CBO’s Projections of Federal Receipts and Expenditures in the National Income and Product Accounts
Federal receipts and expenditures in the national income and product accounts (NIPAs) differ in certain ways from revenues and outlays as shown in the federal budget. This report presents CBO’s baseline projections using the NIPA framework.
The federal government’s fiscal transactions are recorded in two major sets of accounts: The Budget of the United States Government, which is prepared by the Office of Management and Budget, and the national income and product accounts (NIPAs), which are produced by the Department of Commerce’s Bureau of Economic Analysis (BEA). The federal budget is the framework generally used by executive branch agencies and the Congress; it is the presentation of budgetary activity that is most often discussed in the press. The NIPAs, by contrast, are not intended to help the government plan or manage its activities. Instead, those accounts provide a general framework for describing the U.S. economy and show how the federal government fits into that framework. The different purposes served by the federal budget and the NIPAs are examined briefly below.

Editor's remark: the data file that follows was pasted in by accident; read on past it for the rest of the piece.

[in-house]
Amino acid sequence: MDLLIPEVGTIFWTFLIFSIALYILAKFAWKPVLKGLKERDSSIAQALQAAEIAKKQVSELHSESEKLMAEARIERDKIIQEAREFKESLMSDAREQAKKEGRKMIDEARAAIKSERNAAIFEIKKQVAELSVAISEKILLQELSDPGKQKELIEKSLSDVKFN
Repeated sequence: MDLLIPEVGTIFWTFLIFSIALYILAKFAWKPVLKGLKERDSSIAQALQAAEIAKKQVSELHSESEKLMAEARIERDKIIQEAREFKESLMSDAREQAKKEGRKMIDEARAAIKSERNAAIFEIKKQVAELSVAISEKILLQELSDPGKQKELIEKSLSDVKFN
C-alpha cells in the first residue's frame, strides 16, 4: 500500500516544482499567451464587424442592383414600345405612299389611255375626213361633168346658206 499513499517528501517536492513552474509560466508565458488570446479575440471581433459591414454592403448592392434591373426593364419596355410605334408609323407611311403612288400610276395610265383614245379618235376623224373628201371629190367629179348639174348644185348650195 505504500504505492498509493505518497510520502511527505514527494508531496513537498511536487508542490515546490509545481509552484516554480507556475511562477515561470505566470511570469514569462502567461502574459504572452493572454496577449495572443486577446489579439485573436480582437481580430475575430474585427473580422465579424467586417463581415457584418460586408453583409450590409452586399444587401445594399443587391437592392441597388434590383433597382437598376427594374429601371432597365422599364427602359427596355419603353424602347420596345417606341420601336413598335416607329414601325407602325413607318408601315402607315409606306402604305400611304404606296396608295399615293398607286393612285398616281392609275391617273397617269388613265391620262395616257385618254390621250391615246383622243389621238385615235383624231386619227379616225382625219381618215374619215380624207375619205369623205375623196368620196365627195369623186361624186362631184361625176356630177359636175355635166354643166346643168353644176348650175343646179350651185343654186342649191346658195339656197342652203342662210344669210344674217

Each year, CBO reports 10-year projections of federal revenues and outlays developed using the standard structure for budgetary accounting. This report presents those revenue and spending projections translated to the NIPA framework, and it compares CBO’s baseline budget projections with those projections on a NIPA basis.
The conceptual differences between the budget accounts and the NIPAs over the 2018–2028 period (CBO’s most recent baseline projection period) cause cumulative receipts in the NIPAs to exceed projected revenues in CBO’s baseline by about 5 percent and expenditures to exceed outlays by about 6 percent. In the NIPAs, projected expenditures exceed projected receipts by a total of $14.5 trillion; the deficits in CBO’s baseline budget projections total $13.2 trillion over the same period.